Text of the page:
(7.9 pages)
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The War on Drugs - States are under a burden that seems to be growing out of control. Since “the war on drugs” the prison population has increased exponentially, and the states are trying to keep up with the burden of housing, feeding, and giving medical treatment to prisoners. The state’s financial burden in becoming great and the government is starting to look at treatment measures that could save money. Substance abuse is an overwhelming factor in crime, for example 50% of homicides involve drugs and alcohol. (Parks, G., Marlatt, A....   [tags: social reform, legal reform, social issues]
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1109 words
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Mexican/Latin American “War” on Drugs and Trafficking - The international drug trade from Latin American states is having an impact on a global scale. The trafficking of drugs along with corruptness and murder is an international conflict that is being fought daily. There are many aspects of the drug war from Mexico and other Latin American states which have effects on United States policy as well as policies from other countries that participate in the global suppression of illegal drugs. It can be hard to differentiate between conflict and issue in regards to Latin America’s drug war and International Relations....   [tags: Drugs, Politics] 1125 words
(3.2 pages)
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War on Drugs -      Throughout history drugs have been nothing but a social problem, a burden per say. From Edgar Allen Poe smoking opium in an attempt to make his poetry more creative, to Vietnam soldiers coming back from the war addicted to heroin. Narcotics was not a serious issue at the time, only a small hand full of people were actually doing the drugs, and they were just simply looked down upon. It was not until the late nineteen sixties when recreational drug use became fashionable among young, white, middle class American citizens, that the United States Government “put it’s foot down”....   [tags: Illegal Drugs Narcotics essays research papers] 2346 words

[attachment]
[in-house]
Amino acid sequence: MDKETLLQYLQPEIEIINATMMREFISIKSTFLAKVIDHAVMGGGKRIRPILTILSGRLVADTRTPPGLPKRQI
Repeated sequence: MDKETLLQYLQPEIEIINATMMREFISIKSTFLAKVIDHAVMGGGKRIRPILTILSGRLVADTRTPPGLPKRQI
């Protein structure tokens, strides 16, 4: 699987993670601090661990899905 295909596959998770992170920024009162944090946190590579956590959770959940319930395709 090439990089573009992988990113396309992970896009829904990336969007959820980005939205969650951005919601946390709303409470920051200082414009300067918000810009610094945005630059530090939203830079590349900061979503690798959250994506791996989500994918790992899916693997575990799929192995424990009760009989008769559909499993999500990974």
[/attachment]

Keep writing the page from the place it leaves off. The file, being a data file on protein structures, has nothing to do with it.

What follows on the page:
(6.7 pages)
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War on Drugs = War on Terrorism??? - War on Drugs = War on Terrorism??. The United States’ new claim in today’s world of propaganda and mind-warping media is that The War on Terrorism = The War on Drugs. Recently simple anti-drug slogans have been manipulated into aggressively and often erroneously exaggerated media assaults. (planetpapers.com) The United States claims that each person can help fight terrorism by choosing not to buy or use illicit drugs, and the government itself can help fight terrorism by implementing a more effective War on Drugs throughout the country....   [tags: Essays Papers]
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2462 words
(7 pages)
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The War on Drugs is a War on the Poor -      The “War on Drugs" has been so terribly ineffective that it leads one to question its true motives. Even a dog can eventually learn from an electric fence, so why not the United States government. Is the goal really to curtail drug use, or is it to segregate society and vilify the disadvantaged. A combination of mandatory minimum sentencing and other unjust laws has led to an enormous rise in U.S. prison populations. Thanks to these laws, 60 percent of the federal prison population consisted of nonviolent drug offenders as of 1999....   [tags: Argumentative Persuasive Topics] 1261 words
(3.6 pages)